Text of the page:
Skip to main content

GP contract changes will undermine delivery of patient services, warns BMA


The government’s failure to listen to the concerns of thousands of family doctors about changes to the GP contract in England will undermine how patient services are delivered, the BMA warned today (Monday, 18 March 2013).

The warning came as the Department of Health confirmed a raft of changes to the GP contract in England that will come into force on 1 April 2013. The government’s proposals will see general practice facing a range of new targets and additional workload responsibilities, as well as reductions in the central funding that many practices receive.

These changes are being implemented despite thousands of GPs expressing concerns about the proposals in a BMA survey that was submitted, along with other evidence, to the government’s consultation on the changes1.

Dr Laurence Buckman, Chair of the BMA’s GP committee said:

“GPs are committed to working with patients and the government to deliver the highest quality of care to the public.

“However, ministers have completely failed to take on board the concerns of thousands of GPs about the cumulative impact of these proposals on general practice. Practices will face numerous new targets that will divert valuable clinical time and resources towards box ticking and administrative work.

“The decision to make changes to the Quality and Outcomes Framework (QoF) from 2014/15 and other funding areas will make it more difficult for practices to maintain services. This comes at a time when many practices are already struggling to cope under the pressure of rising workload and shrinking resources.

“A BMA survey that drew nearly 8,000 responses demonstrated that the impact of these changes would result in GPs considering reducing patient access and staffing hours.

“Last year, the BMA and NHS Employers came close to agreeing a tough, but fair package of changes that would have resulted in real improvements for patients. These talks were ended when the government decided to pull the plug and threaten to impose their own proposals. This has been followed by a total failure to listen to grassroots GPs during the recent consultation.

“It is unacceptable that the government has ignored this weight of opinion and ploughed ahead with so many ill thought out proposals that run the risk of destabilising patient care.”

Comments

Popular posts from this blog

Ian Duncan-Smith says he wants to make those on benefits 'better people'!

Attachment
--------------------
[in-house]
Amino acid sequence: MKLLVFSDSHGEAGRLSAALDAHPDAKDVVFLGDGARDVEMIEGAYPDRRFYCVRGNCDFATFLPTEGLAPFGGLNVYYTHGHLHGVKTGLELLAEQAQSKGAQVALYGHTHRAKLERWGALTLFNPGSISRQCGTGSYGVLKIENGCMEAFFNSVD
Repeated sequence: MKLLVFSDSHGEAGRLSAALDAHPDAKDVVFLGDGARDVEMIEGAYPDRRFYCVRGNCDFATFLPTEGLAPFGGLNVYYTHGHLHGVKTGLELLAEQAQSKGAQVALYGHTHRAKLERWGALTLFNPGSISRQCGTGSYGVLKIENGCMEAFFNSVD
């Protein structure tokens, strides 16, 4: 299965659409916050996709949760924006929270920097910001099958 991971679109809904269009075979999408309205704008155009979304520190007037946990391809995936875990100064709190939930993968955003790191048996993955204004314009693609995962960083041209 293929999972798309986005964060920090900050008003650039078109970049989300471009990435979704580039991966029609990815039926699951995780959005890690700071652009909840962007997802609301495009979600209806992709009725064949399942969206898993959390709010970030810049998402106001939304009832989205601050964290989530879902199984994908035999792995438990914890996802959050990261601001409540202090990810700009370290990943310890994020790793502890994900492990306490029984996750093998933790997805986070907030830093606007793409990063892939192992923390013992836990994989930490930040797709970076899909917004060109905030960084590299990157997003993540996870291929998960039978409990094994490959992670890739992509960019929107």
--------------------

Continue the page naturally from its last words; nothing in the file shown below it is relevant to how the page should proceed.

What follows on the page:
By any account, the government's austerity strategy is utilitarian. It justifies its approach by the presumed potential ends. It's objective is to cut the deficit, but it has also adopted another objective which is specifically targeted. It seeks to drive people off benefits and 'back to work'.  The two together are toxic to the poorest in society. Those least able to cope are the most affected by the cuts in benefits and the loss of services. It is the coupling of these two strategic aims that make their policies ethically questionable. For, by combining the two, slashing the value of benefits to make budget savings while also changing the benefits system, the highest burden falls on a specific group, those dependent on benefits. For the greater good of the majority, a minority group, those on benefits, are being sacrificed; sacrificed on the altar of austerity. And they are being sacrificed in part so that others may be spared. Utilitarian ethics considers the ba

Mr Duncan-Smith offers a disingenuous and divisive comparison

Some time ago, actually it was a long time ago when I was in my early teens, someone close to me bought a table. It was an early flat pack variety. It came with a top and four legs. He followed the instructions to the letter screwing the legs into the top. But when he had completed it the table wobbled. One leg he explained was shorter than the other three; so he sawed a bit from each of the other legs. The table wobbled. One leg, he explained, was longer than the other three. So, he sawed a bit off. The table wobbled. He went on cutting the legs, but the table continued to wobble. Cut, cut, cut! By this time he had convinced himself there was no alternative to it.  He ended up with a very low table indeed, supported by four very stumpy legs and a bit of cardboard placed under one of them to stop it wobbling on the uneven floor.  Mr Duncan-Smith argues that we need a 1% cap on benefits to be 'fair to average earners'. Average  earners have seen their incomes rise by less tha

His way or none? Why I can't vote for Jeremy

There is an assumption that all would be well with the Labour Party if people hadn't expressed their genuine concern with what they consider the inadequacies of Jeremy Corbyn's leadership. If only, it is said, the Parliamentary Labour Party and his Shadow Cabinet had supported him, instead of undermining him, all would have been fine. If they had been quiet and towed the line, then the party would not have been in the mess it is in. So, should they have stayed silent, or speak of their concerns? There comes a point when the cost of staying silent outweighs the cost of speaking out. This is a judgment. Many call it a coup by the PLP. They paint a picture of a right-wing PLP out of touch with the membership.  This is the narrative of the Corbyn camp. But Jeremy Corbyn, over the decades he has been in politics, showed the way.  It was Jeremy Corbyn who opposed almost all Labour leaders and rarely held back from speaking out, or voting time and again against the party line. As